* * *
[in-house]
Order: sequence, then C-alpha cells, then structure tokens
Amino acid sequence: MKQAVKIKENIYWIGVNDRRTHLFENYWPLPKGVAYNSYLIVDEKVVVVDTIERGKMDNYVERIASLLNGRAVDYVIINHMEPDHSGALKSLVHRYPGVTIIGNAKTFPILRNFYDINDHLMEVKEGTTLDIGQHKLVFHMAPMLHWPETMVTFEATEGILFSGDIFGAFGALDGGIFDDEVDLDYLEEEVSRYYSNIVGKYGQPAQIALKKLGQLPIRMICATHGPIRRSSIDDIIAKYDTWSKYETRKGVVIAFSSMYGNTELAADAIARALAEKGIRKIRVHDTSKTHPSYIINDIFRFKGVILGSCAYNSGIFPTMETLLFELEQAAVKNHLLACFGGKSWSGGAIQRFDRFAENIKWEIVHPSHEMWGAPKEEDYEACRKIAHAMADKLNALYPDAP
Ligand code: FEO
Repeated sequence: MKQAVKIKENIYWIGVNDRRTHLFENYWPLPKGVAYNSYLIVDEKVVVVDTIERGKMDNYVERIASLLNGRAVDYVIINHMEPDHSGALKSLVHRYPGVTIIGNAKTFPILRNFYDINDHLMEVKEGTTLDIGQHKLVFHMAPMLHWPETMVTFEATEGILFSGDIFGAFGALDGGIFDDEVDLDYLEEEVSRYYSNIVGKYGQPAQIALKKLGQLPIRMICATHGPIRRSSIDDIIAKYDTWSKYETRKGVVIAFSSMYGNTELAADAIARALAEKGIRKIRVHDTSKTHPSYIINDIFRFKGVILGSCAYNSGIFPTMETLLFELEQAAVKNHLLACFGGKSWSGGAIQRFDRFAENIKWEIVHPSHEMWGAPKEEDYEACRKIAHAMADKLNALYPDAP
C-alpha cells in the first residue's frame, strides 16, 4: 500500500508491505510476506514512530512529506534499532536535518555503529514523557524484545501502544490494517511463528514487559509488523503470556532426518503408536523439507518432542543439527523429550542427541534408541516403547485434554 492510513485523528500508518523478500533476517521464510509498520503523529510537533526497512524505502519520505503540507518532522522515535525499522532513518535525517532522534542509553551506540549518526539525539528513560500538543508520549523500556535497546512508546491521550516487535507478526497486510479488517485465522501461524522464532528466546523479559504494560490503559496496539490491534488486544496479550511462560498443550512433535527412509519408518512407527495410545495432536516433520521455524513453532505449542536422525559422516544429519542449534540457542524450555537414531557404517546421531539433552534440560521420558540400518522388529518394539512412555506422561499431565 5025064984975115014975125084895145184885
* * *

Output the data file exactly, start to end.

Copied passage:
[in-house]
Order: sequence, then C-alpha cells, then structure tokens
Amino acid sequence: MKQAVKIKENIYWIGVNDRRTHLFENYWPLPKGVAYNSYLIVDEKVVVVDTIERGKMDNYVERIASLLNGRAVDYVIINHMEPDHSGALKSLVHRYPGVTIIGNAKTFPILRNFYDINDHLMEVKEGTTLDIGQHKLVFHMAPMLHWPETMVTFEATEGILFSGDIFGAFGALDGGIFDDEVDLDYLEEEVSRYYSNIVGKYGQPAQIALKKLGQLPIRMICATHGPIRRSSIDDIIAKYDTWSKYETRKGVVIAFSSMYGNTELAADAIARALAEKGIRKIRVHDTSKTHPSYIINDIFRFKGVILGSCAYNSGIFPTMETLLFELEQAAVKNHLLACFGGKSWSGGAIQRFDRFAENIKWEIVHPSHEMWGAPKEEDYEACRKIAHAMADKLNALYPDAP
Ligand code: FEO
Repeated sequence: MKQAVKIKENIYWIGVNDRRTHLFENYWPLPKGVAYNSYLIVDEKVVVVDTIERGKMDNYVERIASLLNGRAVDYVIINHMEPDHSGALKSLVHRYPGVTIIGNAKTFPILRNFYDINDHLMEVKEGTTLDIGQHKLVFHMAPMLHWPETMVTFEATEGILFSGDIFGAFGALDGGIFDDEVDLDYLEEEVSRYYSNIVGKYGQPAQIALKKLGQLPIRMICATHGPIRRSSIDDIIAKYDTWSKYETRKGVVIAFSSMYGNTELAADAIARALAEKGIRKIRVHDTSKTHPSYIINDIFRFKGVILGSCAYNSGIFPTMETLLFELEQAAVKNHLLACFGGKSWSGGAIQRFDRFAENIKWEIVHPSHEMWGAPKEEDYEACRKIAHAMADKLNALYPDAP
C-alpha cells in the first residue's frame, strides 16, 4: 500500500508491505510476506514512530512529506534499532536535518555503529514523557524484545501502544490494517511463528514487559509488523503470556532426518503408536523439507518432542543439527523429550542427541534408541516403547485434554 492510513485523528500508518523478500533476517521464510509498520503523529510537533526497512524505502519520505503540507518532522522515535525499522532513518535525517532522534542509553551506540549518526539525539528513560500538543508520549523500556535497546512508546491521550516487535507478526497486510479488517485465522501461524522464532528466546523479559504494560490503559496496539490491534488486544496479550511462560498443550512433535527412509519408518512407527495410545495432536516433520521455524513453532505449542536422525559422516544429519542449534540457542524450555537414531557404517546421531539433552534440560521420558540400518522388529518394539512412555506422561499431565 5025064984975115014975125084895145184885